• Spicy

Spicy Fingers

Spicy performed at our Multicultural Awareness Day, organised by Mr Beadle on Thursday 11th July 2013.

Spicy Fingers was born in Kingston, Jamaica, travelled to England at the age of 14, and lived in Handsworth, Birmingham.

After completing his schooling at Handsworth Wood Boys School, Spicy worked in the restaurant and hotel industry for two years, before going to Garrett’s Green College, where he qualified as a chef in 1980. Spicy worked as a chef for the next ten years, including running his own catering business for six years – hence the name Spicy Fingers!

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Poetry, storytelling, rhythm and art

Whilst managing his own catering business also painting and writing poetry and stories, hoping in time to develop a career in the arts. During the 1990s Spicy travelled extensively, including to Africa, where he bought his first drum and where he mastered the art of drumming, while at the same time developing his writing. In 1994, he produced a ‘poetry poster’ entitled Hungry Man, and based on its popularity, went on to produce and distribute a series of poetry posters and poetry calendars, illustrating his poetry with his original artwork.

Spicy became a prolific writer of poetry, culminating in the publication of his first book in1995, Black Emotions, followed by his second, Black Inspirations, in 2000. As well as writing poetry, Spicy began to tell his stories to family, friends and in public between 1998 and 2005 worked as Storyteller in schools, colleges and community settings, as well as performing his stories and poems(accompanying himself on a drum)in a number of arenas, including in theatres, on radio, carnivals, festivals and community events.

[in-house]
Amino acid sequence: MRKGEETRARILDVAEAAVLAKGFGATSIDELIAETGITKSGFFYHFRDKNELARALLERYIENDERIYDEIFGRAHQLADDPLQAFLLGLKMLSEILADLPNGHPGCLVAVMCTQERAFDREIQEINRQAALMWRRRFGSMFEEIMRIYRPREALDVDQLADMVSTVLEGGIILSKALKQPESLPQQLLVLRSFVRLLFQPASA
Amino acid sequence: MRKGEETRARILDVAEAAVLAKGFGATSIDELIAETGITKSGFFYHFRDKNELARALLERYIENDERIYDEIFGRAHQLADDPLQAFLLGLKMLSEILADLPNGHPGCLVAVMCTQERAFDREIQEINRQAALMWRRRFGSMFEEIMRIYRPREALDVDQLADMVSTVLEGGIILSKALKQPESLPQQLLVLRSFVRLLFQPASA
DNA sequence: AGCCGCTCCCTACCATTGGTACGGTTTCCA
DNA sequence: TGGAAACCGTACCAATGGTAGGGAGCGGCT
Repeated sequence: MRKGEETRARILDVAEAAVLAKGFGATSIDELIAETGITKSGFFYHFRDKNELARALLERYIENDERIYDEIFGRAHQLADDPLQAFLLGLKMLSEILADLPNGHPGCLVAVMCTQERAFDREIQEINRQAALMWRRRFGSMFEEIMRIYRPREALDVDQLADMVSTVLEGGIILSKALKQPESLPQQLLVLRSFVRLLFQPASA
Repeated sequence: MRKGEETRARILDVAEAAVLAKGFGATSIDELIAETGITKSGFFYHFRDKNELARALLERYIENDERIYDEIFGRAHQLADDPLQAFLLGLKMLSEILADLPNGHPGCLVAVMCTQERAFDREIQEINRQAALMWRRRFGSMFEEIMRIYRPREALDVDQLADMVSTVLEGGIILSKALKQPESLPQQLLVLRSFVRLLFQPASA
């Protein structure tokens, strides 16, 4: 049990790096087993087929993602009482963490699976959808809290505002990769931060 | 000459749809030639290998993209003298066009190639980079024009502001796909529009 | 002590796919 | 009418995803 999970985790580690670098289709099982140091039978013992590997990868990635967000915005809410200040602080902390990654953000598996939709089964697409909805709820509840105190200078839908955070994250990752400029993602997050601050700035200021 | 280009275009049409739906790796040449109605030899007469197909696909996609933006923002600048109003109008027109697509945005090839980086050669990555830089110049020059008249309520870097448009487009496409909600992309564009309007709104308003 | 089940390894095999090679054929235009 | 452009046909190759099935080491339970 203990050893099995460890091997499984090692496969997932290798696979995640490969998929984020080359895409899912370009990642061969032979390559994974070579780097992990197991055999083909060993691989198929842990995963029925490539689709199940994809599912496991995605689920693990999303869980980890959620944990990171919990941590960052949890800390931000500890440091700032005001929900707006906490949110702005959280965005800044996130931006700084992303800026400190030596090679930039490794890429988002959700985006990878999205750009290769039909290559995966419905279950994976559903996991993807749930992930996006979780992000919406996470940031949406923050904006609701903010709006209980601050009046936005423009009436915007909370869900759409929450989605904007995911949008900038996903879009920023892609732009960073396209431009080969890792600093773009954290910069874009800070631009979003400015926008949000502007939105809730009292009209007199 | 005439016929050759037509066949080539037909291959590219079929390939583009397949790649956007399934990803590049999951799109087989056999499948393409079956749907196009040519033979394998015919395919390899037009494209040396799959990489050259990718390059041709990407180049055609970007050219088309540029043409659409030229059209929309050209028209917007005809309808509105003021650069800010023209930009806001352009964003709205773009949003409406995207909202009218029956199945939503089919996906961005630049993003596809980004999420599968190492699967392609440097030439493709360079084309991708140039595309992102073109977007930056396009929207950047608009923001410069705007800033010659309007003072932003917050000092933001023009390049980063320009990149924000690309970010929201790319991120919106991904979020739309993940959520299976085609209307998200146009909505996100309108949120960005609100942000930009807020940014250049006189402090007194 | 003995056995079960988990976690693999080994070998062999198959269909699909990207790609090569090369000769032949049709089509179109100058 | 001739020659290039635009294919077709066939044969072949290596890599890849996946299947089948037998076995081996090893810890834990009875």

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Between 2005 and 2010, Spicy has been concentrating on poetry, researching his work in a number of countries and developing his art in different cultural contexts. This has led to a greater richness and depth to his poetry over time, while still retaining a clarity and simplicity that is his hallmark.

This has earned him recognition as a poet on the international stage, as well as being one of the widest-read black poets in Britain at present. Spicy is also known as the people’s poet because of his deep empathy with and support from his local community.

In 2010 Spicy published his third book, Black Adorning, with a fourth Reflecting Black ,to be published in summer 2010.

Reflecting Black is an anthology of Spicy’s work as well as an educational resource with worksheets, geared towards the national curriculum, to help young people develop a better understanding of poetry. Spicy will be using this resource in his work with children and young people in schools and colleges.

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Spicy continues his journey as a poet and creative writer, while supporting others to do so by running workshops with children and young people in primary, and secondary schools, colleges and community venues, as well as with adults, in a range of community, education, health and care settings.